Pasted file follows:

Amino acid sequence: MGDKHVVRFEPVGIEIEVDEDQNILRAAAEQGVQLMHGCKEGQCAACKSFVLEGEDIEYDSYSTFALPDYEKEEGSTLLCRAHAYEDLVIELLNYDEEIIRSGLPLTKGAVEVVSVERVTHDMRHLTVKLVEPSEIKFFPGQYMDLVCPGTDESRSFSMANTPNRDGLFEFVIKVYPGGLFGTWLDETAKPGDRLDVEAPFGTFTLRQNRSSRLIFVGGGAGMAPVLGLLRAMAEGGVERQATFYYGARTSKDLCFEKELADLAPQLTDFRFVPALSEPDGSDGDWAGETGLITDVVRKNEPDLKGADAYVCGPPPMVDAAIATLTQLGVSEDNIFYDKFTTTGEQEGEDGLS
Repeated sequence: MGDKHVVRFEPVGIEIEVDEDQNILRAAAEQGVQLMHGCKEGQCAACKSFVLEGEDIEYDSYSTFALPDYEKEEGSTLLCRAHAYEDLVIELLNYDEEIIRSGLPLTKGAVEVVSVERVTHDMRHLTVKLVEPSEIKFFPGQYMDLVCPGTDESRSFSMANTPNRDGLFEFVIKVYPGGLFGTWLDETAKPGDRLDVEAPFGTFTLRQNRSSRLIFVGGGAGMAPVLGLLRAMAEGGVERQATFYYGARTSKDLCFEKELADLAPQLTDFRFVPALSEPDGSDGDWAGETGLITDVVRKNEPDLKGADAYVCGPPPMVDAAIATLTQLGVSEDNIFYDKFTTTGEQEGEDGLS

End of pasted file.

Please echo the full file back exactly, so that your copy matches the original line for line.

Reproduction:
Amino acid sequence: MGDKHVVRFEPVGIEIEVDEDQNILRAAAEQGVQLMHGCKEGQCAACKSFVLEGEDIEYDSYSTFALPDYEKEEGSTLLCRAHAYEDLVIELLNYDEEIIRSGLPLTKGAVEVVSVERVTHDMRHLTVKLVEPSEIKFFPGQYMDLVCPGTDESRSFSMANTPNRDGLFEFVIKVYPGGLFGTWLDETAKPGDRLDVEAPFGTFTLRQNRSSRLIFVGGGAGMAPVLGLLRAMAEGGVERQATFYYGARTSKDLCFEKELADLAPQLTDFRFVPALSEPDGSDGDWAGETGLITDVVRKNEPDLKGADAYVCGPPPMVDAAIATLTQLGVSEDNIFYDKFTTTGEQEGEDGLS
Repeated sequence: MGDKHVVRFEPVGIEIEVDEDQNILRAAAEQGVQLMHGCKEGQCAACKSFVLEGEDIEYDSYSTFALPDYEKEEGSTLLCRAHAYEDLVIELLNYDEEIIRSGLPLTKGAVEVVSVERVTHDMRHLTVKLVEPSEIKFFPGQYMDLVCPGTDESRSFSMANTPNRDGLFEFVIKVYPGGLFGTWLDETAKPGDRLDVEAPFGTFTLRQNRSSRLIFVGGGAGMAPVLGLLRAMAEGGVERQATFYYGARTSKDLCFEKELADLAPQLTDFRFVPALSEPDGSDGDWAGETGLITDVVRKNEPDLKGADAYVCGPPPMVDAAIATLTQLGVSEDNIFYDKFTTTGEQEGEDGLS